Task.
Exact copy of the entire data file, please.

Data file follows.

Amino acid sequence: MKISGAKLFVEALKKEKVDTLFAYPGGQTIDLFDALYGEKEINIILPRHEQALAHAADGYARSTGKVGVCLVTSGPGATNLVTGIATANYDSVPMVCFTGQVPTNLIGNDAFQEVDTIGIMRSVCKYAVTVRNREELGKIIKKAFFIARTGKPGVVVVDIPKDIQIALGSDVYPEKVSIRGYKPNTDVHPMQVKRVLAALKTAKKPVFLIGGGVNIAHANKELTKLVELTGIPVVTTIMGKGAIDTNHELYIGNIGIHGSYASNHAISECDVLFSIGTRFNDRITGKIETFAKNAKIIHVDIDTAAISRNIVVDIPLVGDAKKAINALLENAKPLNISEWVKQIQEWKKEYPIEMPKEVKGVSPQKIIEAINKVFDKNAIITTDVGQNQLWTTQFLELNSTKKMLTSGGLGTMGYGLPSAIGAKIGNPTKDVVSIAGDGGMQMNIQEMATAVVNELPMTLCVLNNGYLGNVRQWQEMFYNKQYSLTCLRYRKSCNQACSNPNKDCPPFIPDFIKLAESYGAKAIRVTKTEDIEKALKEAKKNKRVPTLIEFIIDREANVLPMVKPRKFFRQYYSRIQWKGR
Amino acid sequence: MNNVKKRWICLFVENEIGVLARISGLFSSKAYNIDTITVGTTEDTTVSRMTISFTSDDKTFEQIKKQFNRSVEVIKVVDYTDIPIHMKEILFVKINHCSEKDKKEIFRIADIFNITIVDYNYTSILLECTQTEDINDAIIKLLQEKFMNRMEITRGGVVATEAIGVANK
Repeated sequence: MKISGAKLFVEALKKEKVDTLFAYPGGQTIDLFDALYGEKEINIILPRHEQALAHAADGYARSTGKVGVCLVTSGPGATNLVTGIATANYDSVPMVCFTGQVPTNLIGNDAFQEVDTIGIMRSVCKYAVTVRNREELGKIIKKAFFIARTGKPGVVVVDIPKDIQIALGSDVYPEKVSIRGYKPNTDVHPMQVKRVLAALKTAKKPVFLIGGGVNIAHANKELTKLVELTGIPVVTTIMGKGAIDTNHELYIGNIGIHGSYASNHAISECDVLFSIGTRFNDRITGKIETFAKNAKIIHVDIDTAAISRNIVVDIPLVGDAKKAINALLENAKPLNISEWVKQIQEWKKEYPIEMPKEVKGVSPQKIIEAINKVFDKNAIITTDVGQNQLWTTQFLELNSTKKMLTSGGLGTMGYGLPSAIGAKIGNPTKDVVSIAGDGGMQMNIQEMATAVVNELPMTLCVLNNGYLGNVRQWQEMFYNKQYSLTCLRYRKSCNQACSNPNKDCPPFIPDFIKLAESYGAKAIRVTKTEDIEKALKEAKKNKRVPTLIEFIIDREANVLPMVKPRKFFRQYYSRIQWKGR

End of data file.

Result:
Amino acid sequence: MKISGAKLFVEALKKEKVDTLFAYPGGQTIDLFDALYGEKEINIILPRHEQALAHAADGYARSTGKVGVCLVTSGPGATNLVTGIATANYDSVPMVCFTGQVPTNLIGNDAFQEVDTIGIMRSVCKYAVTVRNREELGKIIKKAFFIARTGKPGVVVVDIPKDIQIALGSDVYPEKVSIRGYKPNTDVHPMQVKRVLAALKTAKKPVFLIGGGVNIAHANKELTKLVELTGIPVVTTIMGKGAIDTNHELYIGNIGIHGSYASNHAISECDVLFSIGTRFNDRITGKIETFAKNAKIIHVDIDTAAISRNIVVDIPLVGDAKKAINALLENAKPLNISEWVKQIQEWKKEYPIEMPKEVKGVSPQKIIEAINKVFDKNAIITTDVGQNQLWTTQFLELNSTKKMLTSGGLGTMGYGLPSAIGAKIGNPTKDVVSIAGDGGMQMNIQEMATAVVNELPMTLCVLNNGYLGNVRQWQEMFYNKQYSLTCLRYRKSCNQACSNPNKDCPPFIPDFIKLAESYGAKAIRVTKTEDIEKALKEAKKNKRVPTLIEFIIDREANVLPMVKPRKFFRQYYSRIQWKGR
Amino acid sequence: MNNVKKRWICLFVENEIGVLARISGLFSSKAYNIDTITVGTTEDTTVSRMTISFTSDDKTFEQIKKQFNRSVEVIKVVDYTDIPIHMKEILFVKINHCSEKDKKEIFRIADIFNITIVDYNYTSILLECTQTEDINDAIIKLLQEKFMNRMEITRGGVVATEAIGVANK
Repeated sequence: MKISGAKLFVEALKKEKVDTLFAYPGGQTIDLFDALYGEKEINIILPRHEQALAHAADGYARSTGKVGVCLVTSGPGATNLVTGIATANYDSVPMVCFTGQVPTNLIGNDAFQEVDTIGIMRSVCKYAVTVRNREELGKIIKKAFFIARTGKPGVVVVDIPKDIQIALGSDVYPEKVSIRGYKPNTDVHPMQVKRVLAALKTAKKPVFLIGGGVNIAHANKELTKLVELTGIPVVTTIMGKGAIDTNHELYIGNIGIHGSYASNHAISECDVLFSIGTRFNDRITGKIETFAKNAKIIHVDIDTAAISRNIVVDIPLVGDAKKAINALLENAKPLNISEWVKQIQEWKKEYPIEMPKEVKGVSPQKIIEAINKVFDKNAIITTDVGQNQLWTTQFLELNSTKKMLTSGGLGTMGYGLPSAIGAKIGNPTKDVVSIAGDGGMQMNIQEMATAVVNELPMTLCVLNNGYLGNVRQWQEMFYNKQYSLTCLRYRKSCNQACSNPNKDCPPFIPDFIKLAESYGAKAIRVTKTEDIEKALKEAKKNKRVPTLIEFIIDREANVLPMVKPRKFFRQYYSRIQWKGR